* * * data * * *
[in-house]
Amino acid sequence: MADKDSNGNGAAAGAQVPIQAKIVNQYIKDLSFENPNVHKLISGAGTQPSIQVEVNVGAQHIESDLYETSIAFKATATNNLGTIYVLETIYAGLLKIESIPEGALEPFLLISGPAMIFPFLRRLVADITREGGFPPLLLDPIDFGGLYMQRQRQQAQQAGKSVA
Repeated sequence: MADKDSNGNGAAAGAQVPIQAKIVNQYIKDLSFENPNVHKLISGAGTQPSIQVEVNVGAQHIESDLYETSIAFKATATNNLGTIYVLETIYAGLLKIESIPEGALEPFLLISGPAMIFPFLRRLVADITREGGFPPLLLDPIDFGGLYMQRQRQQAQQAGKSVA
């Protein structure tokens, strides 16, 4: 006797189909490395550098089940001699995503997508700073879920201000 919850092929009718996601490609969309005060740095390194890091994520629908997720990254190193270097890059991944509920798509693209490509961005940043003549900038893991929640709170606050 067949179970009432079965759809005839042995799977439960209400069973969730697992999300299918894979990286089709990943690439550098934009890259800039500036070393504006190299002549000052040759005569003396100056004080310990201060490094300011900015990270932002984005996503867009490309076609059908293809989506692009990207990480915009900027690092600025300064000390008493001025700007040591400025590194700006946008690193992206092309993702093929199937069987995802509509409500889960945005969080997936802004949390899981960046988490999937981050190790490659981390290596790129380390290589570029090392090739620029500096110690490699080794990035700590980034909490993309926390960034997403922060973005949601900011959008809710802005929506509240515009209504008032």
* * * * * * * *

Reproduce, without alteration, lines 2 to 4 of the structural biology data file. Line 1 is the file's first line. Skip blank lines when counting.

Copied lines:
Amino acid sequence: MADKDSNGNGAAAGAQVPIQAKIVNQYIKDLSFENPNVHKLISGAGTQPSIQVEVNVGAQHIESDLYETSIAFKATATNNLGTIYVLETIYAGLLKIESIPEGALEPFLLISGPAMIFPFLRRLVADITREGGFPPLLLDPIDFGGLYMQRQRQQAQQAGKSVA
Repeated sequence: MADKDSNGNGAAAGAQVPIQAKIVNQYIKDLSFENPNVHKLISGAGTQPSIQVEVNVGAQHIESDLYETSIAFKATATNNLGTIYVLETIYAGLLKIESIPEGALEPFLLISGPAMIFPFLRRLVADITREGGFPPLLLDPIDFGGLYMQRQRQQAQQAGKSVA
């Protein structure tokens, strides 16, 4: 006797189909490395550098089940001699995503997508700073879920201000 919850092929009718996601490609969309005060740095390194890091994520629908997720990254190193270097890059991944509920798509693209490509961005940043003549900038893991929640709170606050 067949179970009432079965759809005839042995799977439960209400069973969730697992999300299918894979990286089709990943690439550098934009890259800039500036070393504006190299002549000052040759005569003396100056004080310990201060490094300011900015990270932002984005996503867009490309076609059908293809989506692009990207990480915009900027690092600025300064000390008493001025700007040591400025590194700006946008690193992206092309993702093929199937069987995802509509409500889960945005969080997936802004949390899981960046988490999937981050190790490659981390290596790129380390290589570029090392090739620029500096110690490699080794990035700590980034909490993309926390960034997403922060973005949601900011959008809710802005929506509240515009209504008032």